London: Combustible cladding has been found in "a number" of publicly-owned tower blocks in Britain following emergency checks after a devastating fire in London, British Prime Minister Theresa May said on Thursday.
"A number of these tests have come back as combustible," May said in a statement to parliament after ordering checks on all similar blocks.
"We cannot and will not ask people to live in unsafe homes," she said, adding that relevant local authorities and fire services had been informed but without specifying what action would be taken.
The cladding on the 24-storey Grenfell Tower block in London has been widely blamed for the quick spread of the flames in the 120-apartment building.
Seventy-nine people have been killed or are missing presumed dead as a result of last Wednesday's fire.
The cladding was installed for beautification and insulation despite warnings from local residents about fire safety as part of a major refurbishment of Grenfell Tower that was completed last year.
May said "no stone will be left unturned" in a judge-led inquiry she has ordered into the blaze.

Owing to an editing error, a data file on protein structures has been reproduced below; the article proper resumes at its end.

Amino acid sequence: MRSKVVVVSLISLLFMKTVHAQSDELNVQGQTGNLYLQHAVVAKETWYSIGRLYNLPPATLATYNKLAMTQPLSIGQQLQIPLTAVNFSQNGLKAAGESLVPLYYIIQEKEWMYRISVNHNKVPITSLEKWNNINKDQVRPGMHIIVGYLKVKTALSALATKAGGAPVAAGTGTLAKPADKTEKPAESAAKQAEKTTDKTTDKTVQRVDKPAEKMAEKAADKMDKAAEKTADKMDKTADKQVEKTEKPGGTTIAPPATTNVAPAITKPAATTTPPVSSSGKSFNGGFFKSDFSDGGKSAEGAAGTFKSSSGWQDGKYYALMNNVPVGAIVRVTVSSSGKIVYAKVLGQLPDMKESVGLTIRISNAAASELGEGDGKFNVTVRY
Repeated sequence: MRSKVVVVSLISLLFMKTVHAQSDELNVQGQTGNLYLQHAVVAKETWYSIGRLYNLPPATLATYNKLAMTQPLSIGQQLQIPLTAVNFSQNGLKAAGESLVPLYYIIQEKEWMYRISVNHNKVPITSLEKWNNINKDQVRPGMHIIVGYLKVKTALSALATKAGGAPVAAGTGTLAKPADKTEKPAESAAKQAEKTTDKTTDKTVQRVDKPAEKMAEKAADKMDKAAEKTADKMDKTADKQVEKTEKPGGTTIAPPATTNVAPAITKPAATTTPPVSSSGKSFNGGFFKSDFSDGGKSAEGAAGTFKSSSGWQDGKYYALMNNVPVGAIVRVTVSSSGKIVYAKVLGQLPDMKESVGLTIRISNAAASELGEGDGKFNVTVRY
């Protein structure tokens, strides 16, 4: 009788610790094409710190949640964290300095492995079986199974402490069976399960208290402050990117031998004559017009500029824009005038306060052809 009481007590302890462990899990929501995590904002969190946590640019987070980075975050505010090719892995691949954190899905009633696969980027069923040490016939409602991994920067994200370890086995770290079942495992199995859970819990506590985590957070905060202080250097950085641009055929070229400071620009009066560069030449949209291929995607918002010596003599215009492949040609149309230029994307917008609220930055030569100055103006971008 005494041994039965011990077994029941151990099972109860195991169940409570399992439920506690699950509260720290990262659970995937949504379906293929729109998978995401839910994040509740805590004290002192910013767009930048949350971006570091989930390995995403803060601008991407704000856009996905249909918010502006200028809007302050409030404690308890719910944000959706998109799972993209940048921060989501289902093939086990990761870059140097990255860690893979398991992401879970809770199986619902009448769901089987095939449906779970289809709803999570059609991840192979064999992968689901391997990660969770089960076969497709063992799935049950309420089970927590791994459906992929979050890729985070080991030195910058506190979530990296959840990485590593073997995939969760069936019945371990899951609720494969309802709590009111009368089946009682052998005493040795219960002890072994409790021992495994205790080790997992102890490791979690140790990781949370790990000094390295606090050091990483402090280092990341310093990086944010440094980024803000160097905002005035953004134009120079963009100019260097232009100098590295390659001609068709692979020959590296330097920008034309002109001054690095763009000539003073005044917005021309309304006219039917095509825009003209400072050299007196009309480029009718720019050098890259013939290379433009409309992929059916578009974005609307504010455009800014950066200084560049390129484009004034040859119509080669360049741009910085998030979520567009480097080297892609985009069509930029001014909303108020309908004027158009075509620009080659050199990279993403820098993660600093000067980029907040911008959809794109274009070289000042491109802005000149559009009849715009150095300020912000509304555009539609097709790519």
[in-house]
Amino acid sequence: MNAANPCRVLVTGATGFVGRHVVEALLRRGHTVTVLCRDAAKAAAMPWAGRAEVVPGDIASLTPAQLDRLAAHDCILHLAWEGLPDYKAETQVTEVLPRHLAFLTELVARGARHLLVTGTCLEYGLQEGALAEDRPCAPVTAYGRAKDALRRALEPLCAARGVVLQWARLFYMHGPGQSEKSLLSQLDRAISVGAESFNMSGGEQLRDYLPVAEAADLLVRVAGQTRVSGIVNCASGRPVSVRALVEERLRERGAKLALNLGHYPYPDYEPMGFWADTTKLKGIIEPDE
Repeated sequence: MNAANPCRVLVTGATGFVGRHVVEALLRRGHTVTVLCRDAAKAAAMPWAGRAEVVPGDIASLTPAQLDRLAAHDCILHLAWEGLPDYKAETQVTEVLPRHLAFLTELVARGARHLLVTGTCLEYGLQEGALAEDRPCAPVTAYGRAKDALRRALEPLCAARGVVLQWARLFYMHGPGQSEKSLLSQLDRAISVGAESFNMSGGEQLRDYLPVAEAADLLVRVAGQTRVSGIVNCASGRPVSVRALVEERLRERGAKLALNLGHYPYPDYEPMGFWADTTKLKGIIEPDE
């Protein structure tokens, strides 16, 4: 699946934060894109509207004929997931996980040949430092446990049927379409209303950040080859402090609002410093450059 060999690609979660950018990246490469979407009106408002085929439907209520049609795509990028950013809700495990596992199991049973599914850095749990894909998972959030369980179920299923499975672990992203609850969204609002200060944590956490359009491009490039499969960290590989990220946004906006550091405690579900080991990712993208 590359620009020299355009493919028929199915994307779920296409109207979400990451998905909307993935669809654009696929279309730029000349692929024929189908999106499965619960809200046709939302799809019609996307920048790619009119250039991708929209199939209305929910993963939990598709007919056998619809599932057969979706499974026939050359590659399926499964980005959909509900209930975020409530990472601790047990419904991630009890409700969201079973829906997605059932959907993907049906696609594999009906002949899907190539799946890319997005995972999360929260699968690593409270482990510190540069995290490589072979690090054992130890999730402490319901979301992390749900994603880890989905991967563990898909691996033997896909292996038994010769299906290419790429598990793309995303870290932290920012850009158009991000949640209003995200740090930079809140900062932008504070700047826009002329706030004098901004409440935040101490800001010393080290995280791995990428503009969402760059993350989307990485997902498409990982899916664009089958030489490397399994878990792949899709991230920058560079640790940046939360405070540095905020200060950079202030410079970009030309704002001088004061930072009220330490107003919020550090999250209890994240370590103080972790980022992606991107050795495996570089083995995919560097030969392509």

"I know many others living in tall residential buildings will have concerns about their safety after what happened at Grenfell.
"All social landlords have been instructed to carry out additional fire safety checks on tower blocks and ensure the appropriate safety and response measures are in place," she said.
Labour leader Jeremy Corbyn was highly critical of the chaotic official response to the fire, for which May has apologised.
He urged the government to make funds available immediately so councils can "carry out immediate fire safety checks and install sprinklers".
"There is obviously a huge cost involved in removing and re-cladding blocks that are found to have flammable materials included in them," he said.
Updated Date: Jun 22, 2017 15:58 PM